I recently took a trip to Jordan, and about a month into my visit I had to renew my visa. On my way to the police station, I imagined what the experience would be like. Get in, stand in line for a couple of minutes, speak to someone about renewing my visa, and return to my temporary apartment. This was not the case.
As soon as I got there, I was forced to communicate in broken Arabic because no one spoke English. I was surprised, given the fact that every foreigner wishing to stay in Jordan for more than a month had to go through the same process, but the reality was that most people there were Syrian. I stepped into the very crowded building, and, after struggling for about 30 minutes to communicate that I just needed a stamp as a student, I met a Syrian 20-something-year-old named Karim who helped me with translation, and proceeded to tell me about his personal experience as an urban refugee in Amman.
He told me that his family lived in the part of Syria controlled by Bashar al-Assad; not because they supported him, but because it was less likely for them to get attacked by rebels in that area than by the government in a rebel area. Assad is known to have said, “We don’t kill our people … no government in the world kills its people, unless it’s led by a crazy person.” And yet on August 21, 2013, chemical weapons were deployed to lessen rebel threats, in the process killing over 1,500 civilians, at least 400 of them children. Due to pressing circumstances such as this, work became both dangerous and difficult, and Karim saw that his only option was to move to Jordan, where he became an undocumented worker to earn cash to send to his family back home.
There is no doubt as to why a large number of Syrians see it as necessary to leave a broken nation and seek safety in Europe, other Middle Eastern countries, or elsewhere,ut the implications of this large movement of people has also significantly altered the infrastructure of many host communities as well, leading to animosity and ethnocentrism. While there is a significant number of Syrian refugees living in the most populous refugee camps in Jordan, Azraq and Zaatari (Zaatari has actually become one of Jordan’s largest cities), there are also many living in cities such as Amman, where Karim lives.
According to UNHCR data, there are 629,000 registered refugees in Jordan. A report from October 15 says about 520,000 of these refugees are residing in urban centers whereas a much smaller number —110,000 —are in camps. While it is understood that there is no way all refugees could be placed in refugee camps, urban centers also face problems as refugees become integrated into Jordanian society.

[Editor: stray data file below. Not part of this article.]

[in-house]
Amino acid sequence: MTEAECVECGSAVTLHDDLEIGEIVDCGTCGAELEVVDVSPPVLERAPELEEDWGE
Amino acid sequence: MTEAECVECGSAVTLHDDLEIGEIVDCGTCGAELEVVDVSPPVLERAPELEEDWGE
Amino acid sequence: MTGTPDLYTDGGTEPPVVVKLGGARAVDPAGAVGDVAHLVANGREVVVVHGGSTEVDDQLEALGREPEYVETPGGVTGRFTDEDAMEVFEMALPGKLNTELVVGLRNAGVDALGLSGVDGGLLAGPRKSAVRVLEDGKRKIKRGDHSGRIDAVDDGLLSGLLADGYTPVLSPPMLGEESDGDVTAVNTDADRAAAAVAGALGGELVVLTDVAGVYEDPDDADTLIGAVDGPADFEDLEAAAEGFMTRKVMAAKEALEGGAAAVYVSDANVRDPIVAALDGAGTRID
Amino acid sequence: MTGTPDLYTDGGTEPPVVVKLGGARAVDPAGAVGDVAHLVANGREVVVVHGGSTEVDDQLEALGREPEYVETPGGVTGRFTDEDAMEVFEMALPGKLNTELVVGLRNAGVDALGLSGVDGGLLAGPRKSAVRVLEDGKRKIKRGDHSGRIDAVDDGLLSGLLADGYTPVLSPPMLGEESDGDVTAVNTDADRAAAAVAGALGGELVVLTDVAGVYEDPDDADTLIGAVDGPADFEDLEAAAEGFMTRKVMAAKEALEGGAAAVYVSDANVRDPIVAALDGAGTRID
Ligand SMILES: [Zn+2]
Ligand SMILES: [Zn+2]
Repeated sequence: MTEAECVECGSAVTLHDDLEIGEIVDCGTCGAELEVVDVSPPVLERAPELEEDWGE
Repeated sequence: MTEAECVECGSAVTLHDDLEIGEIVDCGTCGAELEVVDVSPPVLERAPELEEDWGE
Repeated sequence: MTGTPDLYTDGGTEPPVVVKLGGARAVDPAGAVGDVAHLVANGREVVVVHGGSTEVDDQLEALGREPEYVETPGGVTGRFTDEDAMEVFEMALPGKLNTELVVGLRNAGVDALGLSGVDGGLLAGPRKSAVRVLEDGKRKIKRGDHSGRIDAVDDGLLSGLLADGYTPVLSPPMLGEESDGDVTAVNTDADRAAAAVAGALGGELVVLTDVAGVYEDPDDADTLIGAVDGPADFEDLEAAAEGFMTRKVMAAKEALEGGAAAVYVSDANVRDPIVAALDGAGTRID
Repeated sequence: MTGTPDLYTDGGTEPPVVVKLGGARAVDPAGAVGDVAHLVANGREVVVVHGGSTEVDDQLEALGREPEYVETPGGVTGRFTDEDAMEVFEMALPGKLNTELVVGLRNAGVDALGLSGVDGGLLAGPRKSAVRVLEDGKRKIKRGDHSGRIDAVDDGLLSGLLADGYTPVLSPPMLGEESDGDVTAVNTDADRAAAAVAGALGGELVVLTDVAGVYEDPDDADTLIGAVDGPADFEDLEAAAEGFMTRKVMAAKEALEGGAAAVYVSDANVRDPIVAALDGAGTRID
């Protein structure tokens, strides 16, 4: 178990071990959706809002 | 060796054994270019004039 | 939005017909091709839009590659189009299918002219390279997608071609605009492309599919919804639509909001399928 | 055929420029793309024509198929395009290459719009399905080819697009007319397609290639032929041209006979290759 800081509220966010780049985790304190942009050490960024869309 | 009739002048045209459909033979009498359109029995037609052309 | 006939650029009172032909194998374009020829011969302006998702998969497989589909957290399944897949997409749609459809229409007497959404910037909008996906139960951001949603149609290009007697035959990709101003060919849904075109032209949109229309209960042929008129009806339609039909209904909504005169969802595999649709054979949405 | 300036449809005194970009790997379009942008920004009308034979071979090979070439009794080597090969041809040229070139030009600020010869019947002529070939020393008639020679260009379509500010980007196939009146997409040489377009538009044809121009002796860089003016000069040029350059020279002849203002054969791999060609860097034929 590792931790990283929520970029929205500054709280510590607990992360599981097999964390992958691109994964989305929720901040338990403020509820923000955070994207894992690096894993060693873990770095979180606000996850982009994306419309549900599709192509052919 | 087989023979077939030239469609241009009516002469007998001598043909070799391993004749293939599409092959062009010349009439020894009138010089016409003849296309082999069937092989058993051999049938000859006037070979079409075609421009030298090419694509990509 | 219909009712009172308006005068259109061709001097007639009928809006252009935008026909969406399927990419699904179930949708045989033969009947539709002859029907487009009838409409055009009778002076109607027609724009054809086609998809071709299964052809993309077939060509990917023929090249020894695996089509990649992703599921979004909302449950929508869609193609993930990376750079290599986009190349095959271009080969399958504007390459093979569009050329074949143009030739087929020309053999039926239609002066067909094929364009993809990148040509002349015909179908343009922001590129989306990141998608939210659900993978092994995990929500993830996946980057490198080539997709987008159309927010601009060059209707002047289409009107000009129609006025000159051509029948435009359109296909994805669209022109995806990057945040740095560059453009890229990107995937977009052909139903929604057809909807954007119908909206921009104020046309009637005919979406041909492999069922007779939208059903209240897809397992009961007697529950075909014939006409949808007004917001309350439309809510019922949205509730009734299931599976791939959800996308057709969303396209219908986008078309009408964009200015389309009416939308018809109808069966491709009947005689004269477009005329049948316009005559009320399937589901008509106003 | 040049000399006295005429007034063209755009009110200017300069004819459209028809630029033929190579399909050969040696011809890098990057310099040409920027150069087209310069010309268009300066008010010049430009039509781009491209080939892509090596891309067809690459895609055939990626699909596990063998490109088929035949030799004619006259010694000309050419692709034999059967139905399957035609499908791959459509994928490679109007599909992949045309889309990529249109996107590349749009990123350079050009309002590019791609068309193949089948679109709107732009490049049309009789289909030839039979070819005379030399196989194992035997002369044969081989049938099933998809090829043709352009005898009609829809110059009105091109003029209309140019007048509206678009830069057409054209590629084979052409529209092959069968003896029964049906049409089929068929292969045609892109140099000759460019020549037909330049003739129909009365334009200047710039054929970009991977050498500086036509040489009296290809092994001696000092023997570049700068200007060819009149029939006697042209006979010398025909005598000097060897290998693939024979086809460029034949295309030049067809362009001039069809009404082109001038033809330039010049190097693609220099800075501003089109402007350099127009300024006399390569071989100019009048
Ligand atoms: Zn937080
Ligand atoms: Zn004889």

According to a study conducted by the Migration Policy Centre of the European University Institute, the Jordanian housing sector has especially suffered, since “prices have tripled or even quadrupled in border zones and other areas of high refugee density”. This increase in price not only affects refugees, but also Jordanians, which in turn has led to reservations and tension as to the place of refugees in their communities.
Another primary destination for Syrian refugees has been Germany, which has genuinely attempted to accommodate refugees. Despite the strength of their national economy, Germany recently found itself in a precarious situation due to struggles such as price changes in commodities associated with the refugee influx. Thus, on September 13, 2015, Germany stopped all trains coming from Austria, most of which carried Syrian refugees that had crossed the Mediterranean only days before. The tensions existing in Jordan are amplified in Germany due to linguistic and racial differences–and anti-Muslim xenophobic feelings are growing.
The U.S. seems to be following a similar trend. On September 20, 2015, Secretary of State John Kerry stated that the United States will accept 85,000 refugees in 2016 and 100,000 in 2017, though the migration quota isn’t meant exclusively for Syrian refugees. He said this in a conference after speaking with German Foreign Minister Frank-Walter Steinmeier about the extent of Syrian migration. Although this idea has received support from several city mayors and a large part of the general public, there has also been severe public backlashs from those who believe immigration negatively impacts the job market and promotes crime, an idea that has sadly received much attention in popular media recently due to Donald Trump’s racist remarks about Hispanic immigration.
With immigration playing such a key role in platforms for the upcoming presidential election, it is yet to be seen how the United States will implement these plans given the situation in Europe, and how the state of Syrian refugees such as Karim will develop in relation to international immigration policy. It suffices to say that as this crisis develops, countries must certainly keep an eye on domestic stability and national interests, but must also cooperate with the international community to respond to the refugee crisis to the fullest extent possible allowed by their economic capabilities.
Juan Pablo Fernandez Herzberg was born in Havana, Cuba in 1996. Throughout high school, he developed interests in human rights, and is now majoring in Political Science at Columbia University with a special interest in Africa and the Middle East.